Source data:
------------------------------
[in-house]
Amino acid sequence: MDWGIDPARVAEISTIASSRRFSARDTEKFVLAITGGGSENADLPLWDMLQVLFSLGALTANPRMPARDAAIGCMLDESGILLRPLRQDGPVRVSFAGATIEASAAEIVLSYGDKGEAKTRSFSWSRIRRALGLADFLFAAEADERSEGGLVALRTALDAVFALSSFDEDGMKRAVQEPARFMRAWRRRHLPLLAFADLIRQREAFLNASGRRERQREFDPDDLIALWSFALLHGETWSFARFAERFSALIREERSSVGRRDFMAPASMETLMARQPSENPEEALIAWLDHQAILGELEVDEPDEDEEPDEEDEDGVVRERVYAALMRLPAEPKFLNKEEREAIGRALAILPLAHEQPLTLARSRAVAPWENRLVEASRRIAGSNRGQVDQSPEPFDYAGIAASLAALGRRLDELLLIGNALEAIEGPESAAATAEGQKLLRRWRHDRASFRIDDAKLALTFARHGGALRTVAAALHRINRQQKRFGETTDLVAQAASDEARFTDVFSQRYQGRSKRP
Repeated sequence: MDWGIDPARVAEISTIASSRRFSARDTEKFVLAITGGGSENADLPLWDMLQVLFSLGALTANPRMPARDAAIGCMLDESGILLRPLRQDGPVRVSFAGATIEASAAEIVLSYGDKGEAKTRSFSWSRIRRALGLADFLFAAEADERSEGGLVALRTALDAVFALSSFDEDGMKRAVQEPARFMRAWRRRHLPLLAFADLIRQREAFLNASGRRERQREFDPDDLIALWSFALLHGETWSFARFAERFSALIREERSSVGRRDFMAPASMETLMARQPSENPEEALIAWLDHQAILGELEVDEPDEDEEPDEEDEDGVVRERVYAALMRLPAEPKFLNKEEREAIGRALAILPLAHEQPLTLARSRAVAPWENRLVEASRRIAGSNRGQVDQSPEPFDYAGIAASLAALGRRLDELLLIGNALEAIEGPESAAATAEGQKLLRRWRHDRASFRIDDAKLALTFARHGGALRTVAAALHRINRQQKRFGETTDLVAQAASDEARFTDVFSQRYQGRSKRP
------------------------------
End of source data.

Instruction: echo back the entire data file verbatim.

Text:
[in-house]
Amino acid sequence: MDWGIDPARVAEISTIASSRRFSARDTEKFVLAITGGGSENADLPLWDMLQVLFSLGALTANPRMPARDAAIGCMLDESGILLRPLRQDGPVRVSFAGATIEASAAEIVLSYGDKGEAKTRSFSWSRIRRALGLADFLFAAEADERSEGGLVALRTALDAVFALSSFDEDGMKRAVQEPARFMRAWRRRHLPLLAFADLIRQREAFLNASGRRERQREFDPDDLIALWSFALLHGETWSFARFAERFSALIREERSSVGRRDFMAPASMETLMARQPSENPEEALIAWLDHQAILGELEVDEPDEDEEPDEEDEDGVVRERVYAALMRLPAEPKFLNKEEREAIGRALAILPLAHEQPLTLARSRAVAPWENRLVEASRRIAGSNRGQVDQSPEPFDYAGIAASLAALGRRLDELLLIGNALEAIEGPESAAATAEGQKLLRRWRHDRASFRIDDAKLALTFARHGGALRTVAAALHRINRQQKRFGETTDLVAQAASDEARFTDVFSQRYQGRSKRP
Repeated sequence: MDWGIDPARVAEISTIASSRRFSARDTEKFVLAITGGGSENADLPLWDMLQVLFSLGALTANPRMPARDAAIGCMLDESGILLRPLRQDGPVRVSFAGATIEASAAEIVLSYGDKGEAKTRSFSWSRIRRALGLADFLFAAEADERSEGGLVALRTALDAVFALSSFDEDGMKRAVQEPARFMRAWRRRHLPLLAFADLIRQREAFLNASGRRERQREFDPDDLIALWSFALLHGETWSFARFAERFSALIREERSSVGRRDFMAPASMETLMARQPSENPEEALIAWLDHQAILGELEVDEPDEDEEPDEEDEDGVVRERVYAALMRLPAEPKFLNKEEREAIGRALAILPLAHEQPLTLARSRAVAPWENRLVEASRRIAGSNRGQVDQSPEPFDYAGIAASLAALGRRLDELLLIGNALEAIEGPESAAATAEGQKLLRRWRHDRASFRIDDAKLALTFARHGGALRTVAAALHRINRQQKRFGETTDLVAQAASDEARFTDVFSQRYQGRSKRP